“Cancer was the last thing on my mind, but then I started bleeding irregularly.”
Brisbane local Morgan Harris was young, fit and healthy when she was diagnosed with cervical cancer.
Ms Harris said she first felt as though something wasn’t right in October 2013, and after visiting her GP she was referred to a gynaecologist.
After weeks of appointments and struggling to find answers, she was booked in for hysteroscopy and a dilation and curette.
“On March 17, 2014, my gynaecologist asked me to come in and see her immediately,” she said.
“My heart sank and even though I prepared for bad news, cancer never crossed my mind.”
Weeks of tests followed and Ms Harris was given two surgical options to deal with the tumour – she chose a radical hysterectomy.
“It was one of the hardest decisions to make; at 27, the possibility of never having children was overwhelming,” Ms Harris said.
Removing the uterus, cervix and fallopian tubes through a radical hysterectomy would ensure all the tumour and possible affected cells were removed, and doctors were able to preserve Ms Harris’ ability to produce eggs by moving one of her ovaries to behind her ribcage, where it would be protected from radiation treatment if it was required.
“It turned out to be the right choice for my health because during surgery they found the cancer had spread,” she said.
After the surgery Ms Harris had to undergo radiation and chemotherapy.
“Over this six week period I literally had to take each day moment by moment,” she said.
“Thankfully, I can now say that I am in remission, and although I still have side effects from treatment, the journey helped define who I am today.”
“I love using my experience as an opportunity to educate other women and to make sure we all know that what happened to me can happen to anyone,” she said.
“Listen to your body, make sure you have that pap test you’ve been putting off and remember that this life is worth fighting for.”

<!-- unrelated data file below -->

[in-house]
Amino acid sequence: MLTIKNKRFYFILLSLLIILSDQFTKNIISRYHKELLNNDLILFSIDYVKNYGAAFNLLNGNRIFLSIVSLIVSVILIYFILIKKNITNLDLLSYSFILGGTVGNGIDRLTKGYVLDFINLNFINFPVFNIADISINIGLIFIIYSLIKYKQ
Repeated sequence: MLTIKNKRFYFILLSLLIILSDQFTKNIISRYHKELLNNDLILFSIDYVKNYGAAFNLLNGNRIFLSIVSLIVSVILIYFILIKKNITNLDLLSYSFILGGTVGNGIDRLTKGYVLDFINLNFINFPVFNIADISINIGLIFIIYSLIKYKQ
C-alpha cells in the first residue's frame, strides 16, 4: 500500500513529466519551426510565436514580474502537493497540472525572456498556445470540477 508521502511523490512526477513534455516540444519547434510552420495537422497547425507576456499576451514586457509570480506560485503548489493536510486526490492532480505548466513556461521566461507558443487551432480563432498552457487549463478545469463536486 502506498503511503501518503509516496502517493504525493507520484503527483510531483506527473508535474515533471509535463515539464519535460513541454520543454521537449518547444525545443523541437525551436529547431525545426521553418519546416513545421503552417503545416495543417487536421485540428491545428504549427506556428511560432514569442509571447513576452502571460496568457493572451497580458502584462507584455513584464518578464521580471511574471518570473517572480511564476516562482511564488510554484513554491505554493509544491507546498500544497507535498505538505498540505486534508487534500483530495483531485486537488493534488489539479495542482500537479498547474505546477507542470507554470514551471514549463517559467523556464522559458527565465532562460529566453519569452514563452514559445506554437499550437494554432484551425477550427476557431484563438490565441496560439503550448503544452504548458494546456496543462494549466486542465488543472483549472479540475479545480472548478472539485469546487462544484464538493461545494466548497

Sadly, Ms Harris is not alone in her experience. Around 4200 Queensland women will be diagnosed with a breast or gynaecological cancer this year, and about 830 women will die from these women’s cancers.
Women’s cancers include cancers of the breast, cervix, ovaries, uterus, vagina and vulva.
Ms Harris, who will be hosting her own Girls’ Night In, said the fundraising campaign provided an opportunity to celebrate friendships that matter for a cause that matters.
“I could not have gotten through this without support from important women in my life – my mum and best friend,” she said.
“Friendships are so important at times like these, which is why Girls’ Night In is such an important cause.
“By hosting a Girls’ Night In and getting together with your besties, you not only support each other, but you help women affected by breast and gynaecological cancers.”
Cancer Council Queensland CEO Ms Chris McMillan said support for Girls’ Night In made a real difference in the fight against women’s cancers.
“Breast and gynaecological cancers unfortunately touch everyone’s life in one form or another – one in six Queensland women will be diagnosed with a breast or gynaecological cancer in their lifetime,” Ms McMillan said.
“We’re calling on Queenslanders to get the girls together this October to raise vital funds and awareness for all women’s cancers.
“Girls’ Night In events can be big or small – we’ve already had hundreds of people sign up to host a pamper party, clothes swap, cooking event or games night for the cause.
“This is also an opportunity for women to get together, talk about their health, and encourage each other to participate in regular check-ups and cancer screenings.”
Cancer Council Girls’ Night In aims to raise $500,000 through 1200 hosts in Queensland in 2017.
All funds raised will be invested in vital cancer research, patient support services and prevention programs for women affected by breast and gynaecological cancers.
For more information, visit girlsnightin.com.au or call 1300 65 65 85.
More information about Cancer Council Queensland is available at cancerqld.org.au or Cancer Council’s 13 11 20.